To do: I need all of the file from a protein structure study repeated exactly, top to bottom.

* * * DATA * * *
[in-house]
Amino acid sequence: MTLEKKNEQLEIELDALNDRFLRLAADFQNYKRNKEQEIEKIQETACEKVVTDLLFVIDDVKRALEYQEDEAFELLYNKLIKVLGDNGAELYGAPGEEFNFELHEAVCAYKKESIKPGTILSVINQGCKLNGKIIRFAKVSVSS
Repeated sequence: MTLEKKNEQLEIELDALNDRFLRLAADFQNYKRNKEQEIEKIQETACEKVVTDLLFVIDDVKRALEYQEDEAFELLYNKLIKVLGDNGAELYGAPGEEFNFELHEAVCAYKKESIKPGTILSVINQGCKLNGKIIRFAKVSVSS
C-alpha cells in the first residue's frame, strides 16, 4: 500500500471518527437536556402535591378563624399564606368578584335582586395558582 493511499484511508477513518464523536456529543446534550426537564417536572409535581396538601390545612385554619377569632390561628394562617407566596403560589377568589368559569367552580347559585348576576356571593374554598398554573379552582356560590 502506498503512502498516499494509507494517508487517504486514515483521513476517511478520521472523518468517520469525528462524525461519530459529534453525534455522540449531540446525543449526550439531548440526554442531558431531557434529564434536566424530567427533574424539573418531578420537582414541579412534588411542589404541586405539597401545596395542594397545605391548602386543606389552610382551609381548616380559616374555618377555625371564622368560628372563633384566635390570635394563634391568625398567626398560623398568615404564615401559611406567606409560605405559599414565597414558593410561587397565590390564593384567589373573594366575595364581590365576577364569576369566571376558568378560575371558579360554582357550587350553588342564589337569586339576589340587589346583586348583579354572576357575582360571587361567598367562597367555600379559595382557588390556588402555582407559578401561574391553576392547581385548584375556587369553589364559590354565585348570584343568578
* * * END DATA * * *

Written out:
[in-house]
Amino acid sequence: MTLEKKNEQLEIELDALNDRFLRLAADFQNYKRNKEQEIEKIQETACEKVVTDLLFVIDDVKRALEYQEDEAFELLYNKLIKVLGDNGAELYGAPGEEFNFELHEAVCAYKKESIKPGTILSVINQGCKLNGKIIRFAKVSVSS
Repeated sequence: MTLEKKNEQLEIELDALNDRFLRLAADFQNYKRNKEQEIEKIQETACEKVVTDLLFVIDDVKRALEYQEDEAFELLYNKLIKVLGDNGAELYGAPGEEFNFELHEAVCAYKKESIKPGTILSVINQGCKLNGKIIRFAKVSVSS
C-alpha cells in the first residue's frame, strides 16, 4: 500500500471518527437536556402535591378563624399564606368578584335582586395558582 493511499484511508477513518464523536456529543446534550426537564417536572409535581396538601390545612385554619377569632390561628394562617407566596403560589377568589368559569367552580347559585348576576356571593374554598398554573379552582356560590 502506498503512502498516499494509507494517508487517504486514515483521513476517511478520521472523518468517520469525528462524525461519530459529534453525534455522540449531540446525543449526550439531548440526554442531558431531557434529564434536566424530567427533574424539573418531578420537582414541579412534588411542589404541586405539597401545596395542594397545605391548602386543606389552610382551609381548616380559616374555618377555625371564622368560628372563633384566635390570635394563634391568625398567626398560623398568615404564615401559611406567606409560605405559599414565597414558593410561587397565590390564593384567589373573594366575595364581590365576577364569576369566571376558568378560575371558579360554582357550587350553588342564589337569586339576589340587589346583586348583579354572576357575582360571587361567598367562597367555600379559595382557588390556588402555582407559578401561574391553576392547581385548584375556587369553589364559590354565585348570584343568578